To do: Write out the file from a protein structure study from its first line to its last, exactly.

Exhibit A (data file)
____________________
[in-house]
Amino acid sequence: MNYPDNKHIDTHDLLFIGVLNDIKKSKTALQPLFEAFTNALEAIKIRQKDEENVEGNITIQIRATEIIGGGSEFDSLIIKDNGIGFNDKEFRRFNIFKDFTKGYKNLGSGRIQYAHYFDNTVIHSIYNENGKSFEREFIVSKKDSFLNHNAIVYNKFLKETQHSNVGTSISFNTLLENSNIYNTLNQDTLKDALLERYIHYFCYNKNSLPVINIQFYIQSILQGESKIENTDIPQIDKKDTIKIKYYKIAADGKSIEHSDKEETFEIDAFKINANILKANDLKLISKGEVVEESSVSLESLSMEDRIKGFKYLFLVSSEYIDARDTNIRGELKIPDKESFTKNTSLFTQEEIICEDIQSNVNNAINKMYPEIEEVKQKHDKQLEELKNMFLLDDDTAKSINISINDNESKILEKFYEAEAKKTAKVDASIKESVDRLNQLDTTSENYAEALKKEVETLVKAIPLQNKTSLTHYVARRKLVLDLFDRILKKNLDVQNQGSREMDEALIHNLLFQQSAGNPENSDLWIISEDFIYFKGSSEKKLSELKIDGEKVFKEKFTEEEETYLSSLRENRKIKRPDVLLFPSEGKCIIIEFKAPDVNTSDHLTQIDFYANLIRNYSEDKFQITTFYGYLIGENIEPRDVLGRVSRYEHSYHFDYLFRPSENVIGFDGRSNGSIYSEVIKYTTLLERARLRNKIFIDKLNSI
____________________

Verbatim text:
[in-house]
Amino acid sequence: MNYPDNKHIDTHDLLFIGVLNDIKKSKTALQPLFEAFTNALEAIKIRQKDEENVEGNITIQIRATEIIGGGSEFDSLIIKDNGIGFNDKEFRRFNIFKDFTKGYKNLGSGRIQYAHYFDNTVIHSIYNENGKSFEREFIVSKKDSFLNHNAIVYNKFLKETQHSNVGTSISFNTLLENSNIYNTLNQDTLKDALLERYIHYFCYNKNSLPVINIQFYIQSILQGESKIENTDIPQIDKKDTIKIKYYKIAADGKSIEHSDKEETFEIDAFKINANILKANDLKLISKGEVVEESSVSLESLSMEDRIKGFKYLFLVSSEYIDARDTNIRGELKIPDKESFTKNTSLFTQEEIICEDIQSNVNNAINKMYPEIEEVKQKHDKQLEELKNMFLLDDDTAKSINISINDNESKILEKFYEAEAKKTAKVDASIKESVDRLNQLDTTSENYAEALKKEVETLVKAIPLQNKTSLTHYVARRKLVLDLFDRILKKNLDVQNQGSREMDEALIHNLLFQQSAGNPENSDLWIISEDFIYFKGSSEKKLSELKIDGEKVFKEKFTEEEETYLSSLRENRKIKRPDVLLFPSEGKCIIIEFKAPDVNTSDHLTQIDFYANLIRNYSEDKFQITTFYGYLIGENIEPRDVLGRVSRYEHSYHFDYLFRPSENVIGFDGRSNGSIYSEVIKYTTLLERARLRNKIFIDKLNSI